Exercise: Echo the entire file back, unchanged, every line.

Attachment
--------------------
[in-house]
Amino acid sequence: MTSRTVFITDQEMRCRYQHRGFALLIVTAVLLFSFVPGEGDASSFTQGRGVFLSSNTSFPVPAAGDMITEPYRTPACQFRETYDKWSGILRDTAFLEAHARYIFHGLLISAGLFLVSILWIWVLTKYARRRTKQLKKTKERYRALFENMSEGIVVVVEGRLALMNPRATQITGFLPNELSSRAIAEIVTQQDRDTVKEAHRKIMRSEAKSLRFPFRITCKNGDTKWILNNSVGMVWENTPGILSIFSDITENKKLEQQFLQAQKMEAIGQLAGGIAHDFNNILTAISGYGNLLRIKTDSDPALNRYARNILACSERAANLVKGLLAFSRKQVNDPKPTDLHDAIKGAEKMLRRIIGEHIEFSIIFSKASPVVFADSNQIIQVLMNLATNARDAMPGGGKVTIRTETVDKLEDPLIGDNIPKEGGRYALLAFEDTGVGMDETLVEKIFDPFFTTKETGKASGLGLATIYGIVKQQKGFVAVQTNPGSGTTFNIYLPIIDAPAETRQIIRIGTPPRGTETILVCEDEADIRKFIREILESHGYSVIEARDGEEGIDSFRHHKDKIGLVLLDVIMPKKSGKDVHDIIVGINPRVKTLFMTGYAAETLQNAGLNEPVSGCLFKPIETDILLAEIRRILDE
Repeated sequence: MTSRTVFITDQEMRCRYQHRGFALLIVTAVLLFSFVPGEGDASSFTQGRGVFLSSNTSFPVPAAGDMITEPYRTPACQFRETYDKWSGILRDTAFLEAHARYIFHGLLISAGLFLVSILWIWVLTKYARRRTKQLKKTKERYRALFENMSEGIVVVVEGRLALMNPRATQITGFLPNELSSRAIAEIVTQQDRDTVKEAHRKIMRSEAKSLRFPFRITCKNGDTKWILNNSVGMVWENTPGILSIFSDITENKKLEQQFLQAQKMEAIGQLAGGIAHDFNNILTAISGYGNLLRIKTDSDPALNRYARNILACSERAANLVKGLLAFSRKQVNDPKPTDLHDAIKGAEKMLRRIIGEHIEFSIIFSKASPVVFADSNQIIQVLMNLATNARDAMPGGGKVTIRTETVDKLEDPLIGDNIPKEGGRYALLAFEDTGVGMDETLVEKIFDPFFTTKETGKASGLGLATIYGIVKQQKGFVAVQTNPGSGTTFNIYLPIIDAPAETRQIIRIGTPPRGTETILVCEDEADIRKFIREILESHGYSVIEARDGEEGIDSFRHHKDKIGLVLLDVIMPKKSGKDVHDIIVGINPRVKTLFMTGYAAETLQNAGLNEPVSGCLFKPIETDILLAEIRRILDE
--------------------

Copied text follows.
[in-house]
Amino acid sequence: MTSRTVFITDQEMRCRYQHRGFALLIVTAVLLFSFVPGEGDASSFTQGRGVFLSSNTSFPVPAAGDMITEPYRTPACQFRETYDKWSGILRDTAFLEAHARYIFHGLLISAGLFLVSILWIWVLTKYARRRTKQLKKTKERYRALFENMSEGIVVVVEGRLALMNPRATQITGFLPNELSSRAIAEIVTQQDRDTVKEAHRKIMRSEAKSLRFPFRITCKNGDTKWILNNSVGMVWENTPGILSIFSDITENKKLEQQFLQAQKMEAIGQLAGGIAHDFNNILTAISGYGNLLRIKTDSDPALNRYARNILACSERAANLVKGLLAFSRKQVNDPKPTDLHDAIKGAEKMLRRIIGEHIEFSIIFSKASPVVFADSNQIIQVLMNLATNARDAMPGGGKVTIRTETVDKLEDPLIGDNIPKEGGRYALLAFEDTGVGMDETLVEKIFDPFFTTKETGKASGLGLATIYGIVKQQKGFVAVQTNPGSGTTFNIYLPIIDAPAETRQIIRIGTPPRGTETILVCEDEADIRKFIREILESHGYSVIEARDGEEGIDSFRHHKDKIGLVLLDVIMPKKSGKDVHDIIVGINPRVKTLFMTGYAAETLQNAGLNEPVSGCLFKPIETDILLAEIRRILDE
Repeated sequence: MTSRTVFITDQEMRCRYQHRGFALLIVTAVLLFSFVPGEGDASSFTQGRGVFLSSNTSFPVPAAGDMITEPYRTPACQFRETYDKWSGILRDTAFLEAHARYIFHGLLISAGLFLVSILWIWVLTKYARRRTKQLKKTKERYRALFENMSEGIVVVVEGRLALMNPRATQITGFLPNELSSRAIAEIVTQQDRDTVKEAHRKIMRSEAKSLRFPFRITCKNGDTKWILNNSVGMVWENTPGILSIFSDITENKKLEQQFLQAQKMEAIGQLAGGIAHDFNNILTAISGYGNLLRIKTDSDPALNRYARNILACSERAANLVKGLLAFSRKQVNDPKPTDLHDAIKGAEKMLRRIIGEHIEFSIIFSKASPVVFADSNQIIQVLMNLATNARDAMPGGGKVTIRTETVDKLEDPLIGDNIPKEGGRYALLAFEDTGVGMDETLVEKIFDPFFTTKETGKASGLGLATIYGIVKQQKGFVAVQTNPGSGTTFNIYLPIIDAPAETRQIIRIGTPPRGTETILVCEDEADIRKFIREILESHGYSVIEARDGEEGIDSFRHHKDKIGLVLLDVIMPKKSGKDVHDIIVGINPRVKTLFMTGYAAETLQNAGLNEPVSGCLFKPIETDILLAEIRRILDE